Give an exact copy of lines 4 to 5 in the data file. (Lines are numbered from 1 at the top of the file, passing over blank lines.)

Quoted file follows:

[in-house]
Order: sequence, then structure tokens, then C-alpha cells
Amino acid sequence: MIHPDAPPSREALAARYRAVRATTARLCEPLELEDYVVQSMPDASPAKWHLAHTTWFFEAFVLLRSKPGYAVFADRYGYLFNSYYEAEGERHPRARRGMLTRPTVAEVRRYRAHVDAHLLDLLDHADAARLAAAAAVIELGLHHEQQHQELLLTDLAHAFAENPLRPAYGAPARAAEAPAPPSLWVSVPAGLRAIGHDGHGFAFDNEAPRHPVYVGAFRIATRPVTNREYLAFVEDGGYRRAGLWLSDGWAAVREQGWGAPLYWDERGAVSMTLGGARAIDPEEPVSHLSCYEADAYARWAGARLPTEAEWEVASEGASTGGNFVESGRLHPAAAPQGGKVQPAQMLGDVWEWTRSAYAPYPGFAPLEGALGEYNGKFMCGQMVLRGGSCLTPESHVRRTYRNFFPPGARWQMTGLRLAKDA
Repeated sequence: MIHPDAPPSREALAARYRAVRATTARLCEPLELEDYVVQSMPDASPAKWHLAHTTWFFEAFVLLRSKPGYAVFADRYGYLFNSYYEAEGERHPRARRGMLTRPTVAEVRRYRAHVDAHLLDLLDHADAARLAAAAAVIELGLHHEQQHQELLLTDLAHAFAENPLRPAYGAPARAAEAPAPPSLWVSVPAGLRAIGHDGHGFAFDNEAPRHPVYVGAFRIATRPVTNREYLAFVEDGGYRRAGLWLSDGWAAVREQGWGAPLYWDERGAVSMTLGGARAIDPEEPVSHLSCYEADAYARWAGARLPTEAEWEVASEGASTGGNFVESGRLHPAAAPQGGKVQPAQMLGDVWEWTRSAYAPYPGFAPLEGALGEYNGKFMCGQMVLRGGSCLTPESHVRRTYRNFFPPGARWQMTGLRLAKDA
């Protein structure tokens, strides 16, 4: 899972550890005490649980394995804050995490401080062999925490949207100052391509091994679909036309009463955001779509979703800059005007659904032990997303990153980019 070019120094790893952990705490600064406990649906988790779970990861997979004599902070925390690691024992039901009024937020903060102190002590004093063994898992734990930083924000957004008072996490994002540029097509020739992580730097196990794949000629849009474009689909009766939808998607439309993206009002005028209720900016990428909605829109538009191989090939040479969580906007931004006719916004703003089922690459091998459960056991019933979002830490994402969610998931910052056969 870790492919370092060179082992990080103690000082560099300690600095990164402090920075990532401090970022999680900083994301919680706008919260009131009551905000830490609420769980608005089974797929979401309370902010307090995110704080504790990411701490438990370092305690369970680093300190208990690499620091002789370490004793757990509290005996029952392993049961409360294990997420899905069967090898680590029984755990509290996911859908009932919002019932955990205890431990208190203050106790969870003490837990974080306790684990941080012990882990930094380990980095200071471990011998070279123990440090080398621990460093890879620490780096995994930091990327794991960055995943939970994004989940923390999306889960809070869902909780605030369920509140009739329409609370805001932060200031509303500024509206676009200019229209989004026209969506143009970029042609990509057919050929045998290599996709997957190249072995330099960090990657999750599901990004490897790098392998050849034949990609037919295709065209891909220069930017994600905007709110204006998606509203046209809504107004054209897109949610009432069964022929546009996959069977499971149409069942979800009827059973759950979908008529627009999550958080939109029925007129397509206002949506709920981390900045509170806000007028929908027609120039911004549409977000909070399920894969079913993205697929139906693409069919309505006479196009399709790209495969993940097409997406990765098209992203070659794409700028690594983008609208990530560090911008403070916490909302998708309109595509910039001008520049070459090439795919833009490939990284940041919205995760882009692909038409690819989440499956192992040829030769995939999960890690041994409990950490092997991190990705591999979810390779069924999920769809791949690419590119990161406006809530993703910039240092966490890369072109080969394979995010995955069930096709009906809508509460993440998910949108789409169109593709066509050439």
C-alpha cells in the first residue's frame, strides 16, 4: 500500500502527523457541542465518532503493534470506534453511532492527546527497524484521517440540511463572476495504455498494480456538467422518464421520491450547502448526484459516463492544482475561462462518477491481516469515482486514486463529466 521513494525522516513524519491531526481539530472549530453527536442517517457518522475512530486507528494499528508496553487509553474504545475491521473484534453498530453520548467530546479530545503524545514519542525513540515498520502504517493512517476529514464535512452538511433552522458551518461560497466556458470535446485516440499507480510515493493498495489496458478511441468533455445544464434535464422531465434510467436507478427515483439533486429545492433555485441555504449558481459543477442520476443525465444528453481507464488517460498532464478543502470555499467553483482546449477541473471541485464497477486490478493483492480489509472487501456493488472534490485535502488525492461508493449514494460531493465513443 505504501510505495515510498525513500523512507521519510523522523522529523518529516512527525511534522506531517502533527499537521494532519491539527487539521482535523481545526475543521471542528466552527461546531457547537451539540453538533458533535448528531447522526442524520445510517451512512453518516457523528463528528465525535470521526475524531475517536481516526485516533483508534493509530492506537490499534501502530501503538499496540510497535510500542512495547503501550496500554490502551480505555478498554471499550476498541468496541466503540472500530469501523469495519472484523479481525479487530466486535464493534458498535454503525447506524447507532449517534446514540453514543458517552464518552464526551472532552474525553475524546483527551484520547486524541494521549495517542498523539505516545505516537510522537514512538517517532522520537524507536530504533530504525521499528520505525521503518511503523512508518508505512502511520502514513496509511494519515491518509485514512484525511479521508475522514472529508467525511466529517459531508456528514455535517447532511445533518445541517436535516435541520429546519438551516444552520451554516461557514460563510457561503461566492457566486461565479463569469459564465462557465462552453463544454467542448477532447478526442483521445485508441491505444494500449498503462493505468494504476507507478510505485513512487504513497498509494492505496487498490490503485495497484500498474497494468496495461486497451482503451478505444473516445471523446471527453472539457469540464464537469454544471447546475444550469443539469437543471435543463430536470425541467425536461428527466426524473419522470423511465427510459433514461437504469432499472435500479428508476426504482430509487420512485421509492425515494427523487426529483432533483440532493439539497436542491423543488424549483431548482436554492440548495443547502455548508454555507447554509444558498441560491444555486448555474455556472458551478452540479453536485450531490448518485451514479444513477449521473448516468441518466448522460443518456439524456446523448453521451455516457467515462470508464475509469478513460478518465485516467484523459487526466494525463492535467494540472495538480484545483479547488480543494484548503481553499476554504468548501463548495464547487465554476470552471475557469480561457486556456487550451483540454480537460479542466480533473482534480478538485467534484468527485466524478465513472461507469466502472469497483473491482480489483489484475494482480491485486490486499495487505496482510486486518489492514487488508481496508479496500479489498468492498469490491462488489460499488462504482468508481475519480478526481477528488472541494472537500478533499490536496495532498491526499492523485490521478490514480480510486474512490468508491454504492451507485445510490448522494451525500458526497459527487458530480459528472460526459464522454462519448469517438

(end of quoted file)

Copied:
Repeated sequence: MIHPDAPPSREALAARYRAVRATTARLCEPLELEDYVVQSMPDASPAKWHLAHTTWFFEAFVLLRSKPGYAVFADRYGYLFNSYYEAEGERHPRARRGMLTRPTVAEVRRYRAHVDAHLLDLLDHADAARLAAAAAVIELGLHHEQQHQELLLTDLAHAFAENPLRPAYGAPARAAEAPAPPSLWVSVPAGLRAIGHDGHGFAFDNEAPRHPVYVGAFRIATRPVTNREYLAFVEDGGYRRAGLWLSDGWAAVREQGWGAPLYWDERGAVSMTLGGARAIDPEEPVSHLSCYEADAYARWAGARLPTEAEWEVASEGASTGGNFVESGRLHPAAAPQGGKVQPAQMLGDVWEWTRSAYAPYPGFAPLEGALGEYNGKFMCGQMVLRGGSCLTPESHVRRTYRNFFPPGARWQMTGLRLAKDA
């Protein structure tokens, strides 16, 4: 899972550890005490649980394995804050995490401080062999925490949207100052391509091994679909036309009463955001779509979703800059005007659904032990997303990153980019 070019120094790893952990705490600064406990649906988790779970990861997979004599902070925390690691024992039901009024937020903060102190002590004093063994898992734990930083924000957004008072996490994002540029097509020739992580730097196990794949000629849009474009689909009766939808998607439309993206009002005028209720900016990428909605829109538009191989090939040479969580906007931004006719916004703003089922690459091998459960056991019933979002830490994402969610998931910052056969 870790492919370092060179082992990080103690000082560099300690600095990164402090920075990532401090970022999680900083994301919680706008919260009131009551905000830490609420769980608005089974797929979401309370902010307090995110704080504790990411701490438990370092305690369970680093300190208990690499620091002789370490004793757990509290005996029952392993049961409360294990997420899905069967090898680590029984755990509290996911859908009932919002019932955990205890431990208190203050106790969870003490837990974080306790684990941080012990882990930094380990980095200071471990011998070279123990440090080398621990460093890879620490780096995994930091990327794991960055995943939970994004989940923390999306889960809070869902909780605030369920509140009739329409609370805001932060200031509303500024509206676009200019229209989004026209969506143009970029042609990509057919050929045998290599996709997957190249072995330099960090990657999750599901990004490897790098392998050849034949990609037919295709065209891909220069930017994600905007709110204006998606509203046209809504107004054209897109949610009432069964022929546009996959069977499971149409069942979800009827059973759950979908008529627009999550958080939109029925007129397509206002949506709920981390900045509170806000007028929908027609120039911004549409977000909070399920894969079913993205697929139906693409069919309505006479196009399709790209495969993940097409997406990765098209992203070659794409700028690594983008609208990530560090911008403070916490909302998708309109595509910039001008520049070459090439795919833009490939990284940041919205995760882009692909038409690819989440499956192992040829030769995939999960890690041994409990950490092997991190990705591999979810390779069924999920769809791949690419590119990161406006809530993703910039240092966490890369072109080969394979995010995955069930096709009906809508509460993440998910949108789409169109593709066509050439």